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## Is this sequence of polynomials well-known?

While working on a problem in p-adic Hodge theory, and needing to write down a solution to a certain equation involving p-adic power series, I stumbled across a certain sequence of polynomials. Define $h_j(X)$ for $j \ge 0$ by $h_0(X) = 1$ and $$h_{j}(X) = \frac{X + 1}{j}\left(- X \frac{\mathrm{d}}{\mathrm{d}\ X} + j\right)h_{j-1}(X)$$ for $j \ge 1$.

I was interested in these because $h_j(X)$ is the unique polynomial of degree $j$ such that $$\left(\frac{t}{e^t - 1}\right)^{j+1} \cdot h_j(e^t - 1) = 1 + O(t^{j+1}),$$ and in fact it follows from the recurrence that $$\left(\frac{t}{e^t - 1}\right)^{j+1} \cdot h_j(e^t - 1) = 1 + (-1)^j \sum_{n \ge j+1} \binom{n-1}{j} \frac{B_n t^n}{n!}$$ where $B_n$ are the usual Bernoulli numbers.

Now, I can't believe that these polynomials $h_j$ aren't some terribly classical well-studied thing, but they don't match any of the standard sequences of polynomials I could find on the web. Does anyone recognise these?

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 Is there a polynomial sequence search web thingy? I'm thinking like OEIS or ISC (inverse symbolic calculator)? – ohai Nov 9 2010 at 14:56 One can try putting the sequence of coefficients into the OEIS (maybe in this case normalize the coefficients so that things will be integral). – JBL Nov 9 2010 at 15:28 Not sure whether this is helpful: (for example using a guessing package) it's easy to see that the generating function satisfies the very nice ADE $f'(z)=f(z)^2+Xf(z)$, with explicit solution $\frac{X e^{Xz}}{1+X-e^{Xz}}$ – Martin Rubey Nov 9 2010 at 16:13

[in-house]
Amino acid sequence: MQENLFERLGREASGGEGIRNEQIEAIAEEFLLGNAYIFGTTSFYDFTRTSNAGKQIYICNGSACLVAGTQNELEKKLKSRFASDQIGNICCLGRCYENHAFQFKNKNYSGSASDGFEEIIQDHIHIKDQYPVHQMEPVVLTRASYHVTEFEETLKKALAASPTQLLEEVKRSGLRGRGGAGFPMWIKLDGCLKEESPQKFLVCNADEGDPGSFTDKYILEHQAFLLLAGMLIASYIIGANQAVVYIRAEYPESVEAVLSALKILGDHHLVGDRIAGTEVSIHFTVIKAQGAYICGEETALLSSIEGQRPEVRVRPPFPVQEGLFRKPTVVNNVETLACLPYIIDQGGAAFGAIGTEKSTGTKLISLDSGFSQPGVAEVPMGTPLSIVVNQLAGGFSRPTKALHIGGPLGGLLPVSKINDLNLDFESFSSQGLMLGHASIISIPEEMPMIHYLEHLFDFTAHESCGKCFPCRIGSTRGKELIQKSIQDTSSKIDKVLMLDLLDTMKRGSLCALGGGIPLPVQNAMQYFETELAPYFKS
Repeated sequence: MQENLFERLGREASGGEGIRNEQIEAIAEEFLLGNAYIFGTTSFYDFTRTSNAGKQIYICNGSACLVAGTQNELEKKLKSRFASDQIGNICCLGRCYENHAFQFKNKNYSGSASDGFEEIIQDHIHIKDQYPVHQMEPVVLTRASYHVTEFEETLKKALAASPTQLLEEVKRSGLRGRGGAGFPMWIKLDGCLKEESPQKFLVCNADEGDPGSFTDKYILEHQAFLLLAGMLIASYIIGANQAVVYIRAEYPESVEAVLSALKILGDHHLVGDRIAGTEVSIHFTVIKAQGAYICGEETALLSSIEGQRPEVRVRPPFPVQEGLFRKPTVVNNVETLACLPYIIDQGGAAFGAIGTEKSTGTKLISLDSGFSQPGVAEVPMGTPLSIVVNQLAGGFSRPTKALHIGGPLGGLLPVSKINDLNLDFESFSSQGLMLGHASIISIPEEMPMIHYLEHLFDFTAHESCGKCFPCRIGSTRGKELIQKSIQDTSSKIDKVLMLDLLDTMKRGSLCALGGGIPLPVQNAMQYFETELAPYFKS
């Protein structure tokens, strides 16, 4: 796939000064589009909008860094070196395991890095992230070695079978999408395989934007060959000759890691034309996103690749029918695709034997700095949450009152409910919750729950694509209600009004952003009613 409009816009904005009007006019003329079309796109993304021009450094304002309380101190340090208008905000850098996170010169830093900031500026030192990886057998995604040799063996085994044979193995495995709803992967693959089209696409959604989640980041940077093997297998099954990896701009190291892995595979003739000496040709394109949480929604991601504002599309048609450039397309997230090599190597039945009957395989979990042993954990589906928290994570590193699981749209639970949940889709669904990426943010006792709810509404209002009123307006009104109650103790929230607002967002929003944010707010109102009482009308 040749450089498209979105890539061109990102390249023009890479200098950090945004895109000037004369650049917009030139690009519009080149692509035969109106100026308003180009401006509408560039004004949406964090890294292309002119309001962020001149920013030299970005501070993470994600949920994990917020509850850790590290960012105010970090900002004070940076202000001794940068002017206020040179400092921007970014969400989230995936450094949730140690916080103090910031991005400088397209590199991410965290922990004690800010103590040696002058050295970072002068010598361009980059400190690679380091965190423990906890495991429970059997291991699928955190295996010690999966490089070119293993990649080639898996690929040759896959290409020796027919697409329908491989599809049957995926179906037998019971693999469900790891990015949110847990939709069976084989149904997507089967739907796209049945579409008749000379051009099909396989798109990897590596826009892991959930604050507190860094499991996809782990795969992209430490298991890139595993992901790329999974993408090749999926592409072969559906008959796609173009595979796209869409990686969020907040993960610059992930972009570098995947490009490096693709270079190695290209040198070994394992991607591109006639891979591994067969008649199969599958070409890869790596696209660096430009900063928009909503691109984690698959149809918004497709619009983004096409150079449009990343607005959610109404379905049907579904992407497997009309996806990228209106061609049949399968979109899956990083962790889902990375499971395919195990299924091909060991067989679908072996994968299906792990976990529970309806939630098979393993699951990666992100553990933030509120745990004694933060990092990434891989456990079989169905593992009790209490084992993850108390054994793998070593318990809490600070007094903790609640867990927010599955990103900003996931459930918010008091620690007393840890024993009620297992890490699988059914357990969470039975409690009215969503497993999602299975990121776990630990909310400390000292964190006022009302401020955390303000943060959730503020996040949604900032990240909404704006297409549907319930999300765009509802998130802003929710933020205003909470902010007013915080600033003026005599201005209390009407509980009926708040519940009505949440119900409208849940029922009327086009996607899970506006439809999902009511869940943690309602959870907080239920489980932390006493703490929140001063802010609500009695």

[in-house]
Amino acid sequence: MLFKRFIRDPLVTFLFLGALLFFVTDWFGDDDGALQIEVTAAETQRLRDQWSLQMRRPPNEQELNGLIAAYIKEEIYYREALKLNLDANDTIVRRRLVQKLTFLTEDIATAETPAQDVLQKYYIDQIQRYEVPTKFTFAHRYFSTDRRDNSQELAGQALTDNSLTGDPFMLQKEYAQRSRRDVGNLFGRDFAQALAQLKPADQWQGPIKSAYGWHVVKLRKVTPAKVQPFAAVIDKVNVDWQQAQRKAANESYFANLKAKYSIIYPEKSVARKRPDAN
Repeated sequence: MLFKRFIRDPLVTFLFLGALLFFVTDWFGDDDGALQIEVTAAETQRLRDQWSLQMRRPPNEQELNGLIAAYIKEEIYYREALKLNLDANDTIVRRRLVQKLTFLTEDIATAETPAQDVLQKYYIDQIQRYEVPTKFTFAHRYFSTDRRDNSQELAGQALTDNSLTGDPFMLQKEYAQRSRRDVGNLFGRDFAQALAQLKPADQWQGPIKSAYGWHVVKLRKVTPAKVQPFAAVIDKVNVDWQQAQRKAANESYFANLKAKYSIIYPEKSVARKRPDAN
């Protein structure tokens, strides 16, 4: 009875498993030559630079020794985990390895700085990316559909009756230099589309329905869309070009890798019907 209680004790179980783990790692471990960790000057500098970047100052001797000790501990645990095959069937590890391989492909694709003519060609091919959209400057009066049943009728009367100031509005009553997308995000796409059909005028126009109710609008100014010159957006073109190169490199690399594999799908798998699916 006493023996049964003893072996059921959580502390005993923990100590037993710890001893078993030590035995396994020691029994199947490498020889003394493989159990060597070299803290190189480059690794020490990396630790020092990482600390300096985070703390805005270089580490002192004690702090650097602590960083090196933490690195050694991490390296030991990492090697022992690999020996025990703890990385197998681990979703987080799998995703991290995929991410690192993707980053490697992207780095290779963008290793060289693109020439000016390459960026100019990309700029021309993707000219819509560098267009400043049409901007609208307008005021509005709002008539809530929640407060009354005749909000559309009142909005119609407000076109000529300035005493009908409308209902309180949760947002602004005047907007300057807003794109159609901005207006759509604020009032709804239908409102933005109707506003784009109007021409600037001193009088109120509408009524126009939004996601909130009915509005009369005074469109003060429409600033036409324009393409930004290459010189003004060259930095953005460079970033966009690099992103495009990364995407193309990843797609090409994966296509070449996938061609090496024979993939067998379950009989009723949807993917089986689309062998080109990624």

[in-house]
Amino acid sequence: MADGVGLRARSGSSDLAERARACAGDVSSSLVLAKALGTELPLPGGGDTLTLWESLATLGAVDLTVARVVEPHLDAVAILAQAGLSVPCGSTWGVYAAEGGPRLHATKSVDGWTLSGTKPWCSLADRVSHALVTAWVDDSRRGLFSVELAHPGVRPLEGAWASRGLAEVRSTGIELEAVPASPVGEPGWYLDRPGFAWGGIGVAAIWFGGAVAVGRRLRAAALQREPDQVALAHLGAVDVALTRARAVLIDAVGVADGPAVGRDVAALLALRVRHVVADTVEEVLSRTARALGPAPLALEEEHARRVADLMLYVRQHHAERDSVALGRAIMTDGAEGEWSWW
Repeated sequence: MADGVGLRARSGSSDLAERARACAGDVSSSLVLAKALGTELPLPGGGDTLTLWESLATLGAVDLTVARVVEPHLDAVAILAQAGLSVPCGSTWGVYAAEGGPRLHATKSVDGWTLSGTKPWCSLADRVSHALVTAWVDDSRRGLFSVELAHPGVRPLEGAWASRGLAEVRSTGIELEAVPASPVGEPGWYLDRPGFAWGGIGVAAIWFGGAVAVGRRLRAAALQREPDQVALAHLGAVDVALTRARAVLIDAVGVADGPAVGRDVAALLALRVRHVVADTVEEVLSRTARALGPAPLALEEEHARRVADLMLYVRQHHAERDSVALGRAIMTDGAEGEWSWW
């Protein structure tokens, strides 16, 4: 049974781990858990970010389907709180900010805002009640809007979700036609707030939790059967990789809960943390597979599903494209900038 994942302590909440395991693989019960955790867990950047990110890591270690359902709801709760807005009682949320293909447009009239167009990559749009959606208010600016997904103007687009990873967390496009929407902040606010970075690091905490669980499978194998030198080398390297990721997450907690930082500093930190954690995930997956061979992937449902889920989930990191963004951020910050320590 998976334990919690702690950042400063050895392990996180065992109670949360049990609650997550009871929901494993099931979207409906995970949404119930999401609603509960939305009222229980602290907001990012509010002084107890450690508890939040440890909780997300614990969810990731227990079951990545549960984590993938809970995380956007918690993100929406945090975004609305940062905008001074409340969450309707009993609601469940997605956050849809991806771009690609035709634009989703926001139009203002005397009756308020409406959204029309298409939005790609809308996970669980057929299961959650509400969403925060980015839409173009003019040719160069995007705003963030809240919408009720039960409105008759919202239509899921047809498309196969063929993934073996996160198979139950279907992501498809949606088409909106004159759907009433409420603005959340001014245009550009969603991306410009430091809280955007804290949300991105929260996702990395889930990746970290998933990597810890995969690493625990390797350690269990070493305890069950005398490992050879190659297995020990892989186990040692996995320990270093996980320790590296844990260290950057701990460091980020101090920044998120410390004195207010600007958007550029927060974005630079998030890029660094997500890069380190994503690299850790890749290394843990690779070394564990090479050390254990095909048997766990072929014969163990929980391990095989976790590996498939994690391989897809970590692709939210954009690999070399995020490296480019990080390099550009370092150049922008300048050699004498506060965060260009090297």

The first several are:

$$0! \cdot h_0(x) = 1$$ $$1! \cdot h_1(x) = x+1$$ $$2! \cdot h_2(x) = x^2+3 x+2$$ $$3! \cdot h_3(x) = x^3+7 x^2+12 x+6$$ $$4! \cdot h_4(x) = x^4+15 x^3+50 x^2+60 x+24$$

Feeding the sequence $2,3,1,6,12,7,1,24,60$ into the OEIS gives the following page, which contains generating functions, relations, and citations to occurrences of this sequence of polynomials in the literature.

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You beat me :-) I just wanted to comment that the generating function above is a simple transformation of the generating function for Eulerian polynomials... – Martin Rubey Nov 9 2010 at 16:42
Out of interest, what made you think that that sequence would yield something? And why not e.g. 1,1,1,1,3,2,1,7,12,6,1,15? – gowers Jun 11 2011 at 7:55
Actually, I've just looked it up (though your second link takes me to the same page as the first) and I see that the answer is that even "unnatural" sequences such as those obtained by reading a triangle along its rows are included in OEIS, and that subsequences are recognised too. That makes it a more useful resource than I had realized. – gowers Jun 11 2011 at 7:58
Sometimes a given sequence "naturally" starts with a different index, so leaving off the first few terms increases the likelihood of finding the right sequence in the encyclopedia. – Kevin O'Bryant Jun 12 2011 at 1:38